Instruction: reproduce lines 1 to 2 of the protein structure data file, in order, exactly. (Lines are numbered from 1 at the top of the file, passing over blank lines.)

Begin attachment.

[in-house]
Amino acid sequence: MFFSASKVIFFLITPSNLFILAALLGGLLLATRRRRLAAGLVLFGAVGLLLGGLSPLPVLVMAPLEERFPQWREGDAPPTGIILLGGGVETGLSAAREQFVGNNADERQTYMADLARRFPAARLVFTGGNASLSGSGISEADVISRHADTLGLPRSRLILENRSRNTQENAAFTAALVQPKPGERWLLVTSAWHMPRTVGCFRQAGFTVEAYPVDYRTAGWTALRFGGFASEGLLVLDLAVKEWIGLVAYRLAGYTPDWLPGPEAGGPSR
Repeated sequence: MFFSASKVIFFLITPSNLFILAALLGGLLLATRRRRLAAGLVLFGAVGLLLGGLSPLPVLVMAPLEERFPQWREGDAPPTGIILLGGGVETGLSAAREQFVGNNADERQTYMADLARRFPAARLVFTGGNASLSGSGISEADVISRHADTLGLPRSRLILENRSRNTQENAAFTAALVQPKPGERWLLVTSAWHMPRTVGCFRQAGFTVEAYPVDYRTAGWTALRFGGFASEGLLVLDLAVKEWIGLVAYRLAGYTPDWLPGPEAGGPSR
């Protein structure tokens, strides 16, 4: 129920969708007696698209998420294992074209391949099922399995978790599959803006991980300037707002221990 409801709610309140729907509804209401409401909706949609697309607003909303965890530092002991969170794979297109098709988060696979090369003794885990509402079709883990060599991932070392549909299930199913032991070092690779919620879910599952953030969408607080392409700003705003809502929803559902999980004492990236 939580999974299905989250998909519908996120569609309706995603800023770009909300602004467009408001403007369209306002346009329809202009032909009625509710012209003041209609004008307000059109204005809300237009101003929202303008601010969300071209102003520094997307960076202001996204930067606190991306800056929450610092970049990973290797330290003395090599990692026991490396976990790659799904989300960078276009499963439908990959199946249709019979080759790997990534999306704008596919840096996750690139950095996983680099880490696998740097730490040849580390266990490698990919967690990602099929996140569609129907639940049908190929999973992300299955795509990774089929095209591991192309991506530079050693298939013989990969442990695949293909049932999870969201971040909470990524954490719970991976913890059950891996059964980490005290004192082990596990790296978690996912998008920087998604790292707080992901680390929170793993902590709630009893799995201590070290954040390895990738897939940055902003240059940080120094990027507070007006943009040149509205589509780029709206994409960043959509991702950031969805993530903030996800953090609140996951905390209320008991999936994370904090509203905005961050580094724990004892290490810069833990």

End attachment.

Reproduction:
[in-house]
Amino acid sequence: MFFSASKVIFFLITPSNLFILAALLGGLLLATRRRRLAAGLVLFGAVGLLLGGLSPLPVLVMAPLEERFPQWREGDAPPTGIILLGGGVETGLSAAREQFVGNNADERQTYMADLARRFPAARLVFTGGNASLSGSGISEADVISRHADTLGLPRSRLILENRSRNTQENAAFTAALVQPKPGERWLLVTSAWHMPRTVGCFRQAGFTVEAYPVDYRTAGWTALRFGGFASEGLLVLDLAVKEWIGLVAYRLAGYTPDWLPGPEAGGPSR